Marilynne Robinson (on writing, and labour)*

* And on writing on Labour Day. But that’s more about me than by her.

[3-minute read]
This is not my bride. But it *is* Marilynne Robinson, the gifted American author, about whom more in a moment.

This is not my bride. But it *is* Marilynne Robinson, the gifted American author, about whom and from whom more in a moment. (Guardian photo)

My bride asks me some hard questions sometimes. Labour Day Monday’s was, What do you want your blog to be? What’s if for, anyway? I mumbled my usual answers, which she cut short with a familiar refrain: I think it needs to be more focused. Who’s your audience? I get your latest posting and I never know what it’s going to be about.

She says that with the unmistakeable This Is Not A Good Thing tone. The Dissatisfied Client tone. I resist, naturally. I like writing about different subjects. Don’t you love it when you go to the movies and you find yourself thinking, Gee crappy, I don’t know WHERE this is going! I do. I find that thrilling, as long as I trust that I’m in good hands. Besides, writing helps me learn, and I have lots of things I like to learn about. Such would be my arguments, if I was feeling, say, defensive.

However, my lady is probably right: it seems most people like to be on familiar ground at Movie Time, and that people return to a Dave Zirin Edge of Sports column, or a Stephen King novel, or the latest reboot of the hottest superhero flick franchise – moving from the countercultural through the cultural to the culture-of-mass-consumption – because they pretty much know what they’re going to get, and they like that. Meanwhile, I expect my readers to enjoy running the gauntlet of my popping-corn enthusiasms, “madly off in all directions”, as Thurber once wrote. Well, sorry about that, readers!

It’s something to ponder, though.

Earlier, my wife had also had this question, given that it’s Labour Day, and our son heads back to high school tomorrow, and I’ve been teaching on that WonderDreadFul Tuesday nearly every year of my adult life. She asked, So are you having your teacher dreams?

This answer was easy, but I didn’t quite believe myself. Because the answer was NO. One sabbatical year years back, my late August was still filled with can’t find the classroom, teaching a subject I’ve never thought about, general performance-anxiety-ridden can I still DO this thing? mid-night theatre. Later on, when for three straight Septembers I was writing within the Canadian government, it was the same out-of-synch story. Weirdly, my subconscious believed I’d be back in the classroom even though I clearly wouldn’t be. But not this year, at least not that I can remember. I’m still surprised.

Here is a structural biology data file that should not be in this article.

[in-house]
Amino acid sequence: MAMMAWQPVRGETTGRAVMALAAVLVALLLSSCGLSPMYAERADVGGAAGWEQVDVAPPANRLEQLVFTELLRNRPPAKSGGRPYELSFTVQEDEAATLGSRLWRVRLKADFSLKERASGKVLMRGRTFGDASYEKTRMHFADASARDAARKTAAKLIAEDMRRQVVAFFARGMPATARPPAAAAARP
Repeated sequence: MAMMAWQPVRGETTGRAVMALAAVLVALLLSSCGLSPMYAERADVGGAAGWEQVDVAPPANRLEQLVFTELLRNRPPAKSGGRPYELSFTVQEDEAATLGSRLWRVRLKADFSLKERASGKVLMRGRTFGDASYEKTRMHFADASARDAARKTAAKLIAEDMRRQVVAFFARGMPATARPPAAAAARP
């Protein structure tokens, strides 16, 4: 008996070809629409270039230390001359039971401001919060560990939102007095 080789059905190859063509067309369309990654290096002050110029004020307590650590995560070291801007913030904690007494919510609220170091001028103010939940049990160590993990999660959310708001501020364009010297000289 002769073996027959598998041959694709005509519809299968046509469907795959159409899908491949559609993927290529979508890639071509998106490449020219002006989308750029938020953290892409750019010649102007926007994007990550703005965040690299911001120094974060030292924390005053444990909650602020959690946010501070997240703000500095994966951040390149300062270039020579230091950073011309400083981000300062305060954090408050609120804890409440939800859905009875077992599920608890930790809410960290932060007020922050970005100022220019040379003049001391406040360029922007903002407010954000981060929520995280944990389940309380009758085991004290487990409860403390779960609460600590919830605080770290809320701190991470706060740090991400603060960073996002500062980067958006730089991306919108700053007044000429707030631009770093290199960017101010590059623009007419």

Not that I’m free of doubt, or my recurring claustrophobic frustration dreams. I am instead worrying about my writing and where it’s headed. (And basketball. The coaching dreams still haunt me, and that season’s coming up, too.) Which, you may be thankful to hear, brings us to Marilynne Robinson.

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"…But I Know What I Like": The Arts of Christopher Pratt

I’ve been living a modest bike ride from the National Gallery of Canada for three and a half years, and yesterday I made it there for my (count ‘em) second visit. This is a deeply pitiable record for someone who claims interest in the arts, but I have to admit: the visual arts pieces in the Globe’s Review section are the only ones I can skip without anxiety. I’m more likely to read a dance review than one on contemporary painting, which may explain a little about why it was Christopher Pratt that ultimately drew me to the National Gallery.

Pratt is a living painter, though not necessarily a contemporary one. His paintings astonish because of their hyper-realistic detail, but also because of a fantastical feeling often attaching itself to the most mundane subjects. Or objects: you won’t find such messy and unpredictable things as people in a Pratt. (I don’t know if he would be labelled with the same “magic realism” brush as Alex Colville – for one thing, the brooding sense of menace is not so likely in Pratt – but he did train with Colville and shares a predilection for clean, precise (yet mysterious) realistic treatments that do not smack of kitsch.) I’d been somewhat more familiar with the exuberant work of Mary Pratt, his ex-wife, and first became interested in Christopher via his poetry, which I heard him reading during a radio interview. It struck me as plain and good, and when I toured his exhibit, it became all the more amazing that someone with his monkish devotion to painting could spare the mental energy and time to attain skill in another métier. But he has. A quiet dynamo.

I found his painting compelling. I laboured over each work, watching the evolution of his interests and skills and fascinated by the incredible level of application, of discipline. Unsophisticated as I am in the visual arts, his style — one in which technical skill (and painstaking, tiny-brushed attacks on often quite large canvases) is so obvious — likely makes it easy for me to appreciate his industry and skill. I loved to hear him speak of his approach to being an artist, and to watch film of Pratt at work in his studio. It’s a level of artistic focus, a grimly rigorous expression of passion, of which I can only dream. He gets himself to the studio and he is not afraid of the work, nor is there any apparent intimidation in the face of the empty canvas. It’s a wild, an extreme level of self-discipline (or canalized love), nearly frightening and utterly humbling to this sometime scribbler. His pieces are dazzling, but I was stunned as much by his furious method as by his distinctive and prodigious output. Whew. I left exhausted and moved.